The past week has been memorable and not necessarily in a good way. Accusations have been tossed around that the Hugo nominations were gamed, that the people behind Sad Puppies 3 are interested in only having white males of the misogynistic bent nominated and, therefore, winning. Media outlets have run with stories that fit square into the definition of libel, taking at face value the accusations without doing even the most minimum of fact checking. Some of those who claim to be against block voting are encouraging others to do just that — block vote No Award to block those evil Sad Puppy 3 nominees.
That is, perhaps, the saddest part of this whole thing to me. Here are authors and editors — and some fans but most of the calls I’ve seen have come from those directly involved in the publishing industry — to vote No Award without even reading the nominees. They have shown they are willing to condemn people and their work simply because they don’t like the way the nominees got on the ballot. To them, it is better to nave no awards handed out this year than it is to read those books and stories that have been nominated and possibly have to admit that there are some pretty damned good works on the ballot.
It has gotten so bad that there are folks out there blocking and/or unfriending people on Twitter and Facebook and other avenues of social media simply because they were on the Sad Puppy list — or because they have spoken out in favor of it. They aren’t even willing to have a discussion about the ballot and what Sad Puppies really means. After all, it is so much easier to just go with the shouts of racist and misogynistic and evil.
Some claim they will “consider” works on the SP3 list if those authors renounce Sad Puppies and distance themselves from Vox Day. That is a head-scratcher because Vox isn’t on the SP3 list. He wasn’t involved, to the best of my knowledge, in drawing up the list. But we are supposed to disavow him — wouldn’t that be a sort of negative way of saying he was involved? — in order to get the outraged gatekeepers of yore to consider our work.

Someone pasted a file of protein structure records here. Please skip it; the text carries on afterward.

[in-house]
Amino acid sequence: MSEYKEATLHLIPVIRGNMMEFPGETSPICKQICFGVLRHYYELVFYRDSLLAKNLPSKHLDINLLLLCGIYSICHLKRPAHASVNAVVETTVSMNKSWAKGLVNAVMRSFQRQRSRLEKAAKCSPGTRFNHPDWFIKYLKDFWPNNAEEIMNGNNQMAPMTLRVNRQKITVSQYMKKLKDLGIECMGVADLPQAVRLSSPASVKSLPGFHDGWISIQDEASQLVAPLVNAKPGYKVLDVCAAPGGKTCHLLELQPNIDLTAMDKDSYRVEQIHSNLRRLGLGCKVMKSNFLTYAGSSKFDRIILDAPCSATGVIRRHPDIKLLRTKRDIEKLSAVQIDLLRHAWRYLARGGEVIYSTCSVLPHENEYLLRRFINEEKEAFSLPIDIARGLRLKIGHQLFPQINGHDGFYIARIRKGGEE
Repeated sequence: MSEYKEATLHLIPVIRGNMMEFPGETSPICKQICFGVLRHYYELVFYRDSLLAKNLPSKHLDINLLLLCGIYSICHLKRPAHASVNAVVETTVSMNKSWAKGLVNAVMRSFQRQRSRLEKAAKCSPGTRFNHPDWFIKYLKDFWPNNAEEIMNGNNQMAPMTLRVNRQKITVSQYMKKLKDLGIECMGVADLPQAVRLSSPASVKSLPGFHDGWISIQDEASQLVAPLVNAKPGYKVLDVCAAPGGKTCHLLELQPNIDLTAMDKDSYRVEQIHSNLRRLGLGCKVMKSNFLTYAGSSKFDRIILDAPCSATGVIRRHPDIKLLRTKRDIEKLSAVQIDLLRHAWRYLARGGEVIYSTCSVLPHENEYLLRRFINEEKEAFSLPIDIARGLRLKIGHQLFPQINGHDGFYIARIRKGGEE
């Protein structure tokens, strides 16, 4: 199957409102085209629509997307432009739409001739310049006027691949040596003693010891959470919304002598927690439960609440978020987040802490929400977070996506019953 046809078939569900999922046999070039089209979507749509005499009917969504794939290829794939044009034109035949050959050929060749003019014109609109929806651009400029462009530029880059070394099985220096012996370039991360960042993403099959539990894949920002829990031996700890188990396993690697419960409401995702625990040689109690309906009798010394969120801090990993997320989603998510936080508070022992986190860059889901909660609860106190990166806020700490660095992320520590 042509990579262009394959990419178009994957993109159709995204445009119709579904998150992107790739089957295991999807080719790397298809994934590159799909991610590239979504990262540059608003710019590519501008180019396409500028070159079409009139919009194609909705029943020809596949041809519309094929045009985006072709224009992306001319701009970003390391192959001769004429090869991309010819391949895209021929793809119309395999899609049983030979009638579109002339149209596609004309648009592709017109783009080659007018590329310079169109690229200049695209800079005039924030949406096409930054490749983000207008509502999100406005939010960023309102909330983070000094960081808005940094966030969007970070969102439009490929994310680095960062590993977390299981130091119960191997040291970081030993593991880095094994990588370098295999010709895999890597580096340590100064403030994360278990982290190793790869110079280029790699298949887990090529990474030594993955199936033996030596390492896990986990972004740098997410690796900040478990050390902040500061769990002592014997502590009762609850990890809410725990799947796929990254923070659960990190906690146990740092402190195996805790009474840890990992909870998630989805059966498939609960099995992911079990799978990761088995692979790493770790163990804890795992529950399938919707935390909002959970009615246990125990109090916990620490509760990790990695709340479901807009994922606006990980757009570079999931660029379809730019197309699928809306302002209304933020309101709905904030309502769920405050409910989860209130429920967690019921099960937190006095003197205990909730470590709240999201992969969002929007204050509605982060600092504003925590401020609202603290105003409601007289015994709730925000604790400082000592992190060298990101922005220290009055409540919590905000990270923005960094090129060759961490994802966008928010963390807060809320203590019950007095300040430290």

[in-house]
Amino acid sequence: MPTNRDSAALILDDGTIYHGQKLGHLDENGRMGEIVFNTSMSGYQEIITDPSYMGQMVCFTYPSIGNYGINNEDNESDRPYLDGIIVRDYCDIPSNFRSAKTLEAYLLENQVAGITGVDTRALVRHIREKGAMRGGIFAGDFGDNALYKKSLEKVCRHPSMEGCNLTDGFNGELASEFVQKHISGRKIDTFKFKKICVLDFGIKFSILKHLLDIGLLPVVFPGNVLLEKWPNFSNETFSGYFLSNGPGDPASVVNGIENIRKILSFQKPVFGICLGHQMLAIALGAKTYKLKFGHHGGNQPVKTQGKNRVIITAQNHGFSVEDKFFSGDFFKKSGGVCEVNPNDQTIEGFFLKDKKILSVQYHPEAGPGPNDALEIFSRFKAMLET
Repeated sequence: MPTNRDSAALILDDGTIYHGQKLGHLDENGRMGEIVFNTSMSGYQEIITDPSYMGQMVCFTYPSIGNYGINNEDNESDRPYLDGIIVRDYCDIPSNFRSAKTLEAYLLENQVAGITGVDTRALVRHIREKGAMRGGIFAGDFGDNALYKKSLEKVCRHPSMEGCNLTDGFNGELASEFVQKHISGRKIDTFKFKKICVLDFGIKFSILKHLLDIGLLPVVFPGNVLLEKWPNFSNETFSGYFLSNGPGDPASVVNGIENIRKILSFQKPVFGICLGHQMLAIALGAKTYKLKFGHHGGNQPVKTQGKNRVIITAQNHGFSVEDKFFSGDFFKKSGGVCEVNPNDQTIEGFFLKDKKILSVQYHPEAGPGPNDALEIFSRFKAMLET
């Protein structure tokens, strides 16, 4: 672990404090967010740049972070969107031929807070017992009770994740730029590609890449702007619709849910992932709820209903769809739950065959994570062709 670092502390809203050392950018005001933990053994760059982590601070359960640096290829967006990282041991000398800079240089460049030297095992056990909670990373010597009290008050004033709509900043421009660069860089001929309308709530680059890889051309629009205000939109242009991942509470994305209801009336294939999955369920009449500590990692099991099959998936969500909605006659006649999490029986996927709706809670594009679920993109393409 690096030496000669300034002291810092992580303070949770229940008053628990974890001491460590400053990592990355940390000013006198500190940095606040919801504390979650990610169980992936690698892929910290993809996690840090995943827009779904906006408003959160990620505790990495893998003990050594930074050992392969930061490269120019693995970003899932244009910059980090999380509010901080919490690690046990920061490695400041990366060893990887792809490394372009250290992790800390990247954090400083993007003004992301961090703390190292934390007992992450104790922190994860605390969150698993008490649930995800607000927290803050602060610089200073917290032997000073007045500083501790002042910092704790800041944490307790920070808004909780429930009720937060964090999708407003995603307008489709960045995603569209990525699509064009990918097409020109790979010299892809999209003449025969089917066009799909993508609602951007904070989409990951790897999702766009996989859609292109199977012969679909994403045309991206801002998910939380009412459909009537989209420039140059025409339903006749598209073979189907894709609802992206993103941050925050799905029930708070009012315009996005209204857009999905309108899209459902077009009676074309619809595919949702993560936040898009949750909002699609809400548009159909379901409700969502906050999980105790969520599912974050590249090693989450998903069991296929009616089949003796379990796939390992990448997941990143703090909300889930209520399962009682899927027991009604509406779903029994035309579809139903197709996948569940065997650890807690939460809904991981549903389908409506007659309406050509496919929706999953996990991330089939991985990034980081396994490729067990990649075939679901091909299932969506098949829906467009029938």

Sorry, but the Hugo Award is not the diversity award. It isn’t the literary award. It isn’t the award for the most politically correct science fiction and fantasy (even though it might look that way if you study the last few years’ nominees). It is for the BEST science fiction and fantasy for the year. As I noted the other day, it is up to each of us to determine what “best” means. But to determine if a work is or is not better than another, you have to read it.
And that is all any of us is asking — read the nominees and then decide what is best. If, after having read them all, you feel, in good conscience, that there is nothing nominated worthy of winning the Hugo, then vote No Award. But do not act all righteous and go into this vote with a decision already made when you haven’t read any of the nominees.
Read the nominated works.
Let me repeat that again, READ THE NOMINATED WORKS.
Starting some time next week, I will be reviewing the entries in the novel and novella categories. I will try to get to the other literary categories as time permits. Oh, and before anyone asks, I did read everything I nominated and I did not follow a “slate”. Yes, I voted for some of the recommendations from the SP3 list. But if I felt there was something better, that is what I nominated. That is what everyone I’ve spoken to did. We nominated works we felt best deserved the Hugo.